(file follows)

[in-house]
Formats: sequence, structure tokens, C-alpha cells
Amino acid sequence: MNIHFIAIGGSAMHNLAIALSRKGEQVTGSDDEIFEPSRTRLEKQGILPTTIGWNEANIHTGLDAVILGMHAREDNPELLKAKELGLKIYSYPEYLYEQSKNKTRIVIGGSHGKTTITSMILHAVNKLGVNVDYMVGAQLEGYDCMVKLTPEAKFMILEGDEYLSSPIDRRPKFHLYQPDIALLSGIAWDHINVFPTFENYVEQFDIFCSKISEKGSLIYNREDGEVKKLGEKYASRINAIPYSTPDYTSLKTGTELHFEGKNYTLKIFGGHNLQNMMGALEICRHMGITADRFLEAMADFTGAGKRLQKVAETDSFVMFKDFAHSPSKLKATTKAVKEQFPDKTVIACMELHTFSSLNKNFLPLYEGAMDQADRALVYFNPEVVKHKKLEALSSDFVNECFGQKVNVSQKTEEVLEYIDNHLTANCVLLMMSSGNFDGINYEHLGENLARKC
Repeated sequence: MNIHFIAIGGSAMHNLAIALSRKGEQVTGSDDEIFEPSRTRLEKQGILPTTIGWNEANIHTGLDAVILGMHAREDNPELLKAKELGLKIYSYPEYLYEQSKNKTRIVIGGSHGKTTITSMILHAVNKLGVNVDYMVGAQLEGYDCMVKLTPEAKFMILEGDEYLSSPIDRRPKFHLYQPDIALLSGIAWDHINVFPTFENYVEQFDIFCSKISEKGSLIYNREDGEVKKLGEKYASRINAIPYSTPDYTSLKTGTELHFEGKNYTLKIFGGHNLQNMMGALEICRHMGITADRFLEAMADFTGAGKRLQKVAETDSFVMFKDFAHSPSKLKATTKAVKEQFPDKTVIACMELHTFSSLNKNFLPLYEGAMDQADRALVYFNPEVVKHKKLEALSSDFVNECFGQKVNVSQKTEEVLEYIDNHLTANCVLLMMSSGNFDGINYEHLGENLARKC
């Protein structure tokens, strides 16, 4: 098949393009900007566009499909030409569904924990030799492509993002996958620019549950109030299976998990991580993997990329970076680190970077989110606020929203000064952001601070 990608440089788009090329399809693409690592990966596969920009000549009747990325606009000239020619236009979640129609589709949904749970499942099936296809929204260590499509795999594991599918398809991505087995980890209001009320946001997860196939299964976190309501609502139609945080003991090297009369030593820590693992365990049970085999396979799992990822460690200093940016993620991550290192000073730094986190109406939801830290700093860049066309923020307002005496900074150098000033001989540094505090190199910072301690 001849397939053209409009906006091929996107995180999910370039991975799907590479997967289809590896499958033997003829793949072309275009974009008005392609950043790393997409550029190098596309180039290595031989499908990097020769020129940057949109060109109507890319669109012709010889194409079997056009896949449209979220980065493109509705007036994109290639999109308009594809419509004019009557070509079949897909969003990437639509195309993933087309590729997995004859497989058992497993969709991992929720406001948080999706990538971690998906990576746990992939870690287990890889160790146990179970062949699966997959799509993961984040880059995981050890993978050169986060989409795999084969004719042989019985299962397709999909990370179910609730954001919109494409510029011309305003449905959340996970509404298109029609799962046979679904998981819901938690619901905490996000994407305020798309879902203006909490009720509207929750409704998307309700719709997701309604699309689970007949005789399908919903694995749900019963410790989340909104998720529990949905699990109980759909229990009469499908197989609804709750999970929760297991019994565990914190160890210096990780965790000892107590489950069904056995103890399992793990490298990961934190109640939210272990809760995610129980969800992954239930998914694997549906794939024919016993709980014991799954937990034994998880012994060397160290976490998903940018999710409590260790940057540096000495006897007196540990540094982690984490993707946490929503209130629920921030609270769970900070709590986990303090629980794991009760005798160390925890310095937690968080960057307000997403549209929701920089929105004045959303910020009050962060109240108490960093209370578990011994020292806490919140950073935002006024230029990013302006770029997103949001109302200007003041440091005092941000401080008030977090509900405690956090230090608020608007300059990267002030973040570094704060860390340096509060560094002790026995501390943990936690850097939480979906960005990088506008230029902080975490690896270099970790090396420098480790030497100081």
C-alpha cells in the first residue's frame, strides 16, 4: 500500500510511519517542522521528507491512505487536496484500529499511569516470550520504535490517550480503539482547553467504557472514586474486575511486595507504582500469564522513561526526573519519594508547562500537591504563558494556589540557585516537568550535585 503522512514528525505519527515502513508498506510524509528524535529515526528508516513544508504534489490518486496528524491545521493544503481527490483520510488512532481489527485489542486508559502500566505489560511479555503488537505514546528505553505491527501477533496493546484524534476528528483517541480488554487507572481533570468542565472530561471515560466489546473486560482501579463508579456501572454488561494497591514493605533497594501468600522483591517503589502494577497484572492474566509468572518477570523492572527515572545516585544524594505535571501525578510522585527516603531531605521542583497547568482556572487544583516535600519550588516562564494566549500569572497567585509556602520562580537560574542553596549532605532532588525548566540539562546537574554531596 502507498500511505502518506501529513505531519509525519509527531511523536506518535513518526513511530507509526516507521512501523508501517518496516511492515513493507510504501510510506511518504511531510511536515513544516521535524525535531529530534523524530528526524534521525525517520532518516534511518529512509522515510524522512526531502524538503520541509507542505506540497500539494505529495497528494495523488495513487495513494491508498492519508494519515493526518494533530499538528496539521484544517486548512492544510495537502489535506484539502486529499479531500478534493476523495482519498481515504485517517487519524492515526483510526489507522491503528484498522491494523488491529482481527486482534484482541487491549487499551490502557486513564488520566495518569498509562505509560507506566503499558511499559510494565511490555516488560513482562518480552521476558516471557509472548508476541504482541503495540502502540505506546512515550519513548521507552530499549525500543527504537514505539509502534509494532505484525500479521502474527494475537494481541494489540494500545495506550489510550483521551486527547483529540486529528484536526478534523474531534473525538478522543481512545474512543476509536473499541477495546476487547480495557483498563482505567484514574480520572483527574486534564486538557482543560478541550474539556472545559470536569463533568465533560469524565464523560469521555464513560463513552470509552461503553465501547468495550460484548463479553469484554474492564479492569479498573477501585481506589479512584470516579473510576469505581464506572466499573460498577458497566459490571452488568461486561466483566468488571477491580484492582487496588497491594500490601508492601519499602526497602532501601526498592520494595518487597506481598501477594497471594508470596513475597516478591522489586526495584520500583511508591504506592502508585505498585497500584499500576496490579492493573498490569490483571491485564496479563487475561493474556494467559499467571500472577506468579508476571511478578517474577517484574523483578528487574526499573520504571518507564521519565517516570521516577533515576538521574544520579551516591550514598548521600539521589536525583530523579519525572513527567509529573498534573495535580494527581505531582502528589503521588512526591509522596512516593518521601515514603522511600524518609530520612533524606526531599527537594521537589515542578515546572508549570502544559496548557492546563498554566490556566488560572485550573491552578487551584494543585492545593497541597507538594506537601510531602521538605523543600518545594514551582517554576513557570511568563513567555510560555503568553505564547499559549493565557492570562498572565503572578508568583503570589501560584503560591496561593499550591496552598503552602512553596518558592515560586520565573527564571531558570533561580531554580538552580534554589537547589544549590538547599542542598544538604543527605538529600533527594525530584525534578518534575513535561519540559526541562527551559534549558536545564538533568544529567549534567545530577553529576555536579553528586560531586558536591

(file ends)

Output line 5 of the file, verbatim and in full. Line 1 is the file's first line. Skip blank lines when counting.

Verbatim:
């Protein structure tokens, strides 16, 4: 098949393009900007566009499909030409569904924990030799492509993002996958620019549950109030299976998990991580993997990329970076680190970077989110606020929203000064952001601070 990608440089788009090329399809693409690592990966596969920009000549009747990325606009000239020619236009979640129609589709949904749970499942099936296809929204260590499509795999594991599918398809991505087995980890209001009320946001997860196939299964976190309501609502139609945080003991090297009369030593820590693992365990049970085999396979799992990822460690200093940016993620991550290192000073730094986190109406939801830290700093860049066309923020307002005496900074150098000033001989540094505090190199910072301690 001849397939053209409009906006091929996107995180999910370039991975799907590479997967289809590896499958033997003829793949072309275009974009008005392609950043790393997409550029190098596309180039290595031989499908990097020769020129940057949109060109109507890319669109012709010889194409079997056009896949449209979220980065493109509705007036994109290639999109308009594809419509004019009557070509079949897909969003990437639509195309993933087309590729997995004859497989058992497993969709991992929720406001948080999706990538971690998906990576746990992939870690287990890889160790146990179970062949699966997959799509993961984040880059995981050890993978050169986060989409795999084969004719042989019985299962397709999909990370179910609730954001919109494409510029011309305003449905959340996970509404298109029609799962046979679904998981819901938690619901905490996000994407305020798309879902203006909490009720509207929750409704998307309700719709997701309604699309689970007949005789399908919903694995749900019963410790989340909104998720529990949905699990109980759909229990009469499908197989609804709750999970929760297991019994565990914190160890210096990780965790000892107590489950069904056995103890399992793990490298990961934190109640939210272990809760995610129980969800992954239930998914694997549906794939024919016993709980014991799954937990034994998880012994060397160290976490998903940018999710409590260790940057540096000495006897007196540990540094982690984490993707946490929503209130629920921030609270769970900070709590986990303090629980794991009760005798160390925890310095937690968080960057307000997403549209929701920089929105004045959303910020009050962060109240108490960093209370578990011994020292806490919140950073935002006024230029990013302006770029997103949001109302200007003041440091005092941000401080008030977090509900405690956090230090608020608007300059990267002030973040570094704060860390340096509060560094002790026995501390943990936690850097939480979906960005990088506008230029902080975490690896270099970790090396420098480790030497100081």